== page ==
I :>0._June !> 1
Fresh Mountain Butter.
11WO HUNDRED POUND8 in store, for
. sale low: J. C. SEF.OERS A CO.
Jun - 1
MAGICAL.- Prof. H. J. Sargent will
moke bis first appearance at J annoy's
Hall to-morrow night, in feats of
magie and legerdemain. "We have
observed that his performances in
other cities have been very highly
spoken of, and have excited tho won?
der of his audiences. Many novel
aud attractive features are said to bo
introduced into his performances,
which, while they mystify, also auiuso
and please spectators-one of which
is a "head carved from a solid block
of marble, made to wake from a sleep
of over 3,000 years, to speak, drink
and smoko, and then turned into
RELIGIOUS SERVICES THIS DAY.
Trinity Church-Kev. P. J. Shand,
i"ector, 1(1'J a. m. and 5 p. m.
Presbyterian Church-Rev. W. E.
Boggs, Pastor, IO1 .j a. m. and 4'.jp. m.
St. Peter's Church -Rev. J. J.
O'Connell, 10'.j a. m. and 3'.> p. m.
Washington Street Chapel-"Rev.
Wm. Martin, 10>.< a. m. Rev. D. J.
Simmons, 5 p. m.
"Marion Street Church-Rev. D. J.
Simmons, 10'.a. m. Rev. Wm.
Martin, 5 p. m.
Baptist Church-Rev. J. L. Rey?
nolds, 10t<? a. m. and S p. m.
Lutheran Lecture Room-Rev. A. '
R. Rude, 10'. a. m.
PLEASING ENTERTAINMENT.-A_t the
invitation of Mons. DeCanips, who
is located in the beautiful town of
Greenville, wo attended a concert
given by that talented professor of
music and :i number of his pupils, on
Tuesday evening last, at the Gaillard
"Malo Academy. Notwithstanding the
natural diffidence of the ladies on
such occasions, the music-both vocal
and instrumental-gave general satis?
faction. Of little Miss Swandale,
daughter of mine host of the Mansion
House, we must speak moro particu?
larly; she has a very sweet voice,
i wi)ile her performance on the piauo
: is indeed wonderful.
Tm: NEW HOSE CARRIAGE.-It has
i boon already stated that the new hose
carriage presented to the Iudepou
, d?nt Fire Company by the New York
J firemen had boen completed. The
j New York Ihr ubi sayB that it is on
j exhibition in that city, and describes
i it as follows:
j "The new hose carriage lately built
j by the New York Firemen's Associa
j tion has boon placed on exhibition at
I the rooms of the Association, corner
: of Sixth avenue and Fourth street,
j The carriage far exeeeds the one lost
? on tho steamer Andalusia, and is sup
, plied with about 500 feet of new hose.
! Her ruriniug gear is of polished iron,
! the wheels iiaiuted in carmine and
j gold, the hose reel of polished rose
I wood, surmounted with silver-plated
' rings. Ou the front panel is tho fol
? lowing inscription: 'Organized 1837;'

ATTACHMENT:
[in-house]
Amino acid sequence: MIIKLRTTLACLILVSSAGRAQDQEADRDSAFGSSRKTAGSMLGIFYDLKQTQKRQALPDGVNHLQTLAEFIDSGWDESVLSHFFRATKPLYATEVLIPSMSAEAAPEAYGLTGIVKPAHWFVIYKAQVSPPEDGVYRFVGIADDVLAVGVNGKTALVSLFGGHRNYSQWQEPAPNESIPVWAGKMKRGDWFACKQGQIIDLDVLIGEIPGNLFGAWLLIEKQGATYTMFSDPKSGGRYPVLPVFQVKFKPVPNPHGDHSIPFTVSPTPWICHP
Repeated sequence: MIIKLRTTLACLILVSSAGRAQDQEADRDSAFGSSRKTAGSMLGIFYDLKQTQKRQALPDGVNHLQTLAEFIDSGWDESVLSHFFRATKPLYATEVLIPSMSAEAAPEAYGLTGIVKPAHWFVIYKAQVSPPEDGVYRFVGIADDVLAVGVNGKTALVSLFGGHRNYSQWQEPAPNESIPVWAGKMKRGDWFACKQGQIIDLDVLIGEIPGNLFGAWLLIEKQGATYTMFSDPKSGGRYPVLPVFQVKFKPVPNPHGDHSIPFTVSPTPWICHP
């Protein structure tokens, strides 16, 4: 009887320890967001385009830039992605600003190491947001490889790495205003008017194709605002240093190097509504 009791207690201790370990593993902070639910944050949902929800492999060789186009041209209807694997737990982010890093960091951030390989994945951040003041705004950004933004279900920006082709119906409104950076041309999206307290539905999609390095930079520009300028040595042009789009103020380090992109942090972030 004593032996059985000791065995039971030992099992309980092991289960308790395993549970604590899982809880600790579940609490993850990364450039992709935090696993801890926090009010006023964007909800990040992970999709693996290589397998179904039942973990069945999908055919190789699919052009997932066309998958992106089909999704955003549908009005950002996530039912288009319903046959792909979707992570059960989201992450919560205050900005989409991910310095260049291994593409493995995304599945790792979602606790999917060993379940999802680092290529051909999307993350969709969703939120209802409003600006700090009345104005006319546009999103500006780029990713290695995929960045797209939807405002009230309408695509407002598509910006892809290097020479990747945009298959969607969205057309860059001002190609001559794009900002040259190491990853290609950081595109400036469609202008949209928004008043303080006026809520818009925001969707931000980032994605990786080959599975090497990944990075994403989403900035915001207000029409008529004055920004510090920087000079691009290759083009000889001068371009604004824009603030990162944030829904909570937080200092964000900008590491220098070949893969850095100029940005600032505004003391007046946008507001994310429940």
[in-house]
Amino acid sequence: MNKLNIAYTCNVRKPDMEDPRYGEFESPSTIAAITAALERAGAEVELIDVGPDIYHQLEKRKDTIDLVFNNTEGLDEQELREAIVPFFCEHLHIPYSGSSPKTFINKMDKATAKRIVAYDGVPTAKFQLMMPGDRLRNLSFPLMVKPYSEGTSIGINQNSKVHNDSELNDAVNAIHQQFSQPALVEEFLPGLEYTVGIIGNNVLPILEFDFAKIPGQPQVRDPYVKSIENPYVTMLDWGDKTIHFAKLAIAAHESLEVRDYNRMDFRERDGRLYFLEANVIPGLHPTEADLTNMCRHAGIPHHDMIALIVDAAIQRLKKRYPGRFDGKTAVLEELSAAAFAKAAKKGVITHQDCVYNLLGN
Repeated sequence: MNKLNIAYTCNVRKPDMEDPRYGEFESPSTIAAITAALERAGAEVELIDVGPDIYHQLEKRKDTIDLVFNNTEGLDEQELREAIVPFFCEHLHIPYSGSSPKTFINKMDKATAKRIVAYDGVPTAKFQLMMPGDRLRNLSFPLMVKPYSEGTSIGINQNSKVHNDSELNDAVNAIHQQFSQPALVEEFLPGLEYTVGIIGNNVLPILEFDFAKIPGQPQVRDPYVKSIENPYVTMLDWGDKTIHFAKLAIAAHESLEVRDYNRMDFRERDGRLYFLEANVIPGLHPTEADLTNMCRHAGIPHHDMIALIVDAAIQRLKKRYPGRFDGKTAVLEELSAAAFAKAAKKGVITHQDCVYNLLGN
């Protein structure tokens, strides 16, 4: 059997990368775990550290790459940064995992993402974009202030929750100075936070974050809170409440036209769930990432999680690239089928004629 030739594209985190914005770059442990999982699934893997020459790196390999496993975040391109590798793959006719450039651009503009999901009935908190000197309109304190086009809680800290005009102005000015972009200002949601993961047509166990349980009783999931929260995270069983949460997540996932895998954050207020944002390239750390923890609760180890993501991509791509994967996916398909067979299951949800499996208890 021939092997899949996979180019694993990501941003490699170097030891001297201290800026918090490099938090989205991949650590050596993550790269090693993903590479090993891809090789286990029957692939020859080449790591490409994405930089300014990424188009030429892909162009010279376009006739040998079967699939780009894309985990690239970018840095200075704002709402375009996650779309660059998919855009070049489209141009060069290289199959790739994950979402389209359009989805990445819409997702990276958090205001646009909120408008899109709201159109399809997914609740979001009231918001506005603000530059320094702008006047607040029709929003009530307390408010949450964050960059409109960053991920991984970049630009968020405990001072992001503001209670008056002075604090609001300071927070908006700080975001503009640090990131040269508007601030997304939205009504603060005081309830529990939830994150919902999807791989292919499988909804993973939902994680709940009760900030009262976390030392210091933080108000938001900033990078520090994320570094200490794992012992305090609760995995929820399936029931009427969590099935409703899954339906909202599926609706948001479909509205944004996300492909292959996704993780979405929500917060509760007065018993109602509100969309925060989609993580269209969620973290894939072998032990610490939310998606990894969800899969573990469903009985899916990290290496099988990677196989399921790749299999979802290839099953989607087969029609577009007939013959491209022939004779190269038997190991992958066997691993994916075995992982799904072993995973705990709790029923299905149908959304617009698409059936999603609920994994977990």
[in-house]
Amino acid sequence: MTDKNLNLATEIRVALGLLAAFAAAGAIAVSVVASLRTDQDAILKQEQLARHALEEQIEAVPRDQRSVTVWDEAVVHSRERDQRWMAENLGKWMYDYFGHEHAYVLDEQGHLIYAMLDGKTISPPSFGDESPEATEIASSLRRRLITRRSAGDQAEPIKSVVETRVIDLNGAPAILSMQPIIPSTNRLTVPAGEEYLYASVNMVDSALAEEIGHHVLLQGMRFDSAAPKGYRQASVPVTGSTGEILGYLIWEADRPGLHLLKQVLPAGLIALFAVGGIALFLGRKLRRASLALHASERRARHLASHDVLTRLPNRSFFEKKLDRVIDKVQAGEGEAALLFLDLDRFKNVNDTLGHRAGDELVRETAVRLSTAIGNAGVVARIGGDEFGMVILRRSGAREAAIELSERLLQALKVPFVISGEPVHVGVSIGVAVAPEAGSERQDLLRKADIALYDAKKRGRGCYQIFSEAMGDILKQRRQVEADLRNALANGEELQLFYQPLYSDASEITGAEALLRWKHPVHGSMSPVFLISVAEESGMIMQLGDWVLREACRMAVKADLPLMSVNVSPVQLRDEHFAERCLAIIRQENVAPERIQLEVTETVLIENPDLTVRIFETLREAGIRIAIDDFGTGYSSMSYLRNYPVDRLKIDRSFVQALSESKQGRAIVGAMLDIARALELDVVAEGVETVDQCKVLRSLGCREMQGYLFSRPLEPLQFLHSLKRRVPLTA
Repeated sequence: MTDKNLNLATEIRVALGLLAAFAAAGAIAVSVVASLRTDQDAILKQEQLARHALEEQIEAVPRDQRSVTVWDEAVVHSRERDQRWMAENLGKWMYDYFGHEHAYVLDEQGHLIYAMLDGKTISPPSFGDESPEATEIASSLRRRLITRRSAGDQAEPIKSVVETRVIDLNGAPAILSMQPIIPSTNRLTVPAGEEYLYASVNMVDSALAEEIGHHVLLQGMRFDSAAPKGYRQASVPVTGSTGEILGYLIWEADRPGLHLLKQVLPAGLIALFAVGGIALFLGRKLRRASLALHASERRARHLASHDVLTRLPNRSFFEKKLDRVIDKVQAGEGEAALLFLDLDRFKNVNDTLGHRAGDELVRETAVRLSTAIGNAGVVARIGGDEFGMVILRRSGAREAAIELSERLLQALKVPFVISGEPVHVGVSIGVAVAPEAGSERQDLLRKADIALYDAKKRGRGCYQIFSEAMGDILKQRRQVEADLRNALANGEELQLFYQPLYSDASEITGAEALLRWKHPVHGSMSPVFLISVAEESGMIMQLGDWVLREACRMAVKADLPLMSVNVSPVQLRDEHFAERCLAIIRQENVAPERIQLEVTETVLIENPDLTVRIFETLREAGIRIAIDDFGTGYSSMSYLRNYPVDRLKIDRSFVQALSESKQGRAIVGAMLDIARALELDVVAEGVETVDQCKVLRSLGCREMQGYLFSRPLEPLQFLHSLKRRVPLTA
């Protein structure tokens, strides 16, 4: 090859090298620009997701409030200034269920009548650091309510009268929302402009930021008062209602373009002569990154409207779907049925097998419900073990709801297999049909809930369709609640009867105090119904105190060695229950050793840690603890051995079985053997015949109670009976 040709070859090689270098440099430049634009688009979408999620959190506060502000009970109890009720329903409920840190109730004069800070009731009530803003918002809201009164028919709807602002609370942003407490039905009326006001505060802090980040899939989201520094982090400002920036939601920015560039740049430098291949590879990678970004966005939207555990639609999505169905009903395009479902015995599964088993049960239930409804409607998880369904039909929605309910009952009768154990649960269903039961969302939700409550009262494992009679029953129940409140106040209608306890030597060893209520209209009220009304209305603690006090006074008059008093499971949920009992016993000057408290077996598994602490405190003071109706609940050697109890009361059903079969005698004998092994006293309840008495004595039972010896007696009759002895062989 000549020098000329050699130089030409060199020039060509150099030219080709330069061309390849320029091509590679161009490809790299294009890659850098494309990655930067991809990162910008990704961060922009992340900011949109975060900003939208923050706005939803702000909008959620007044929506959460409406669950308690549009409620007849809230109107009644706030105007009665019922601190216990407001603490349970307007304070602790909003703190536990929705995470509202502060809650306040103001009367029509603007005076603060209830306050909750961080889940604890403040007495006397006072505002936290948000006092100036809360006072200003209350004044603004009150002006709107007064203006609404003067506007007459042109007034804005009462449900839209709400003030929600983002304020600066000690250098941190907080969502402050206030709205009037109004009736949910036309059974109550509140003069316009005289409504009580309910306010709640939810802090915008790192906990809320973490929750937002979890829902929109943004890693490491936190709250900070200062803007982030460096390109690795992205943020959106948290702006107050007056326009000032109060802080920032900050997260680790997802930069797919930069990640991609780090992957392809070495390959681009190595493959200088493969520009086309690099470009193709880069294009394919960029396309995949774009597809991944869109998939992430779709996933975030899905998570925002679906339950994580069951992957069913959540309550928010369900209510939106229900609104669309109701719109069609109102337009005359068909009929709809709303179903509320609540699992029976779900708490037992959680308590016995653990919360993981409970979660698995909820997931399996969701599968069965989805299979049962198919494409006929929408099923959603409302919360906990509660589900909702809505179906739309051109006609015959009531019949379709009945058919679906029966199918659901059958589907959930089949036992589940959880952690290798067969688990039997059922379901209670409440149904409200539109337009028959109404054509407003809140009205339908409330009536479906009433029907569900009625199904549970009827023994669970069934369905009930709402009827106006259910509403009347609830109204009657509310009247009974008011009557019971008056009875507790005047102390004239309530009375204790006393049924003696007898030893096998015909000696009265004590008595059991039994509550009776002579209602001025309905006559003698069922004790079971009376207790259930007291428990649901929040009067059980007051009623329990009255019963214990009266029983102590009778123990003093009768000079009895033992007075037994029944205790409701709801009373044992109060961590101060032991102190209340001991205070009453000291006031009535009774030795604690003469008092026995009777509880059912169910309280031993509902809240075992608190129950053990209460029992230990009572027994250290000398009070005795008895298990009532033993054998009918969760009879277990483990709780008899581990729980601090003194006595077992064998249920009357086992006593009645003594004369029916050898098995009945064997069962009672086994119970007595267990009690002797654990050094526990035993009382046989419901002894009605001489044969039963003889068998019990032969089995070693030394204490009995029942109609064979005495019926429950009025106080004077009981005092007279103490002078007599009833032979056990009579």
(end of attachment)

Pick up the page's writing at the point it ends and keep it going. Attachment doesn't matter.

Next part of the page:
! on the rear box panel the word 'Inde
! pendent." The sides of the boxes are
I beautifully adorned with paintings,
j On the front box is tho coat of arms
' of the city of New York and that of
I Columbia, S. C., and on the rear a
: painting of peace ami plenty. On the
! front, over the arch, is a silver plato
in shape of the front piece of a fire
cap, bearing the following inscrip?
tion: 'Presented by the New York
Firemen's Association to the Inde?
pendent Fire Engine Company of
Coombia; S. C., June, 1SG7.' On
the lamps is a fine figure of Phonix.
The whole cost about 83,000."
Jon FEINTING.-The Job Office of
j the Plue ai.:- is as complete as any in
j the South. It is furnished with new
! fonts of type of all descriptions and
j of the most modern styles. All work
I executed promptly, with taste and
j skill, aud at reasonable rates.
I We have received from M. H. Na
I than, Esq., Chief of the Charleston
I Fire Department, a copy of his re
I port for thc year ending April 28,
j 18G7. Tho following is the number
I of men on the roll of the several
companies: Pioneer, 80; Eagle, 75;
! Vigilant, (active,) 05; Phonix, 92;
I Charleston, 13; JEtnu, SI; Marion,
i St; Germa:;, 70; Palmetto, 03; Hope,
: 50; Washington, 64; Hook and Lad
, der, 34; Young America, 50; Stoue
? wall, 47. Number of members on
; the rolls, SS4; present, 831. Charles
j ton, ns she well may be, is proud of
j her Fire Department aud her chief.
I WHEAT AND F Lorn.-During ii fly?
ing visit to the upper part of tho
; State, last week, wo received tho
\ gratifying intelligence that the pros
I peet." of au abundant wheat crop
I were so excellent that Hour had al
. ready commenced to tumble in price,
i In Greenville, on Wednesday, it was
'offered ut 80.25 per hundred; while
inville and Anderson it is stated